Postecoglou’s Celtic have just put two very important victories firmly in their bag. Confident and convincing performances against Aberdeen and Motherwell away from home were very good to see.
However, we do still sit in a somewhat miserable position in the table and have recently let in four at home to a clinical and confident Leverkusen. And we are still looking for our first Europa group stage point at the time of writing. It could therefore be argued that it’s not exactly been the best few weeks for Celtic. It’s all a bit stop-start perhaps.
But, sincerely, is this really that hard to expect given the fact our team is in its biggest and most tumultuous period of transition which has been witnessed in the last quarter century?
Between the number of players who have been brought in and the significance of players who have left – Eddy, Broony, Elyonoussi, Ajer to state a few – of course we were always going to need time to turn the pilot light into a full 4-bar fire! And let’s not even get started on the corporate shuffling which has been going on upstairs.
However, if we were to listen to some of the bampots who write in to the tabloid hotline’s, dial in to the ‘super’ fitba’ programmes available on our radio stations or – much worse – the army of attention seeking Twitter Tims who click away to their cancel cultured hearts are content, it would surely drive the average Tim to a state of desperate dementedness. The critique of Postecoglou and the inconsistency of our team is, in my honest opinion, far too much and completely unwarranted so early on in such a fragile season of change.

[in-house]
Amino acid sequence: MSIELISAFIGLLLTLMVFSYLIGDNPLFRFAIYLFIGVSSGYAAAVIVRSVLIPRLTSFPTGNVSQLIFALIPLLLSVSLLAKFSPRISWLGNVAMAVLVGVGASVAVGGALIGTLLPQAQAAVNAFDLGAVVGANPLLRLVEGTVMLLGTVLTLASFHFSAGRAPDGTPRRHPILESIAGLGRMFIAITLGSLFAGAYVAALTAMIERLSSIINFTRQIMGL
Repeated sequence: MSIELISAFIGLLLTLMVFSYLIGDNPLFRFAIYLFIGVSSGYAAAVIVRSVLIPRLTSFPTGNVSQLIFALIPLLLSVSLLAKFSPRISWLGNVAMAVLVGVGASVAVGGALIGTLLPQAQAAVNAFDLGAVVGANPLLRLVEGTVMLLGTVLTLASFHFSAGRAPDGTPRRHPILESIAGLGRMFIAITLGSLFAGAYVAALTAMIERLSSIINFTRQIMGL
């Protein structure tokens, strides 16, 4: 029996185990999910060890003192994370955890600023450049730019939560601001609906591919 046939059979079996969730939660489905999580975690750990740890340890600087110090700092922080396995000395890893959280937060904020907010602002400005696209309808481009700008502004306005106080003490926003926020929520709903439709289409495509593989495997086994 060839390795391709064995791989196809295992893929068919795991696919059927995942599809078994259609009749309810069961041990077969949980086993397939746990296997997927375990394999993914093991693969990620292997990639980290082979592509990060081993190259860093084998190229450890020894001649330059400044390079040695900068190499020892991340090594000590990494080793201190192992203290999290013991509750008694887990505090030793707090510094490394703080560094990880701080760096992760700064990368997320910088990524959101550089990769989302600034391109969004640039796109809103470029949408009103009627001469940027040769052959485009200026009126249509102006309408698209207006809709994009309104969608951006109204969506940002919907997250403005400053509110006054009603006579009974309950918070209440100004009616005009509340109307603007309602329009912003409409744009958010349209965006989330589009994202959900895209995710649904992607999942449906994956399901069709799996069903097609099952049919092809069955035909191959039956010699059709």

And to top it off, it’s not so long ago that there were plenty of Tim’s quoting those great speakers of mistruths – the tabloid Daily’s – in saying that Postecoglou just ‘doesn’t get it’.
Thankfully, he has the character and bullishness to tackle this garbage head on when it comes from the mainstream media and it appears now, hopefully, to be put to bed amongst most of our own support too.
Honest Critique or Sensationalist Soundbite?
The real culprit amongst our fans is an unhealthy mix of a lack of acceptance of our team’s current state of transition and the stubbornness of their own self sabotaging short termism. One is an oiled rag, the other lighter fluid. Its outcome: an explosion of undeserved and completely exaggerated critique from Tim’s who seem to think that we’re too big to fail.
And it is as boring as it is pernicious.
Instead we ought to see how Celtic fare in the long term – say, one full season at least or two seasons at most – before a substantial judgement is passed on Postecoglou’s time at Celtic. And yes, we can and likely should have to wait that long to see true change and development.
After all it took Fergie almost four seasons to get his Man Utd firing on its eventually unrivalled cylinders and he was close to the sack in December ’89 after THREE seasons of inconsistent football. This was mostly attributed to his slow and steady process of creating a culture change in the dressing room and high player turnover. Change takes acceptance, patience and, above all else, it takes time. And it is usually worth it.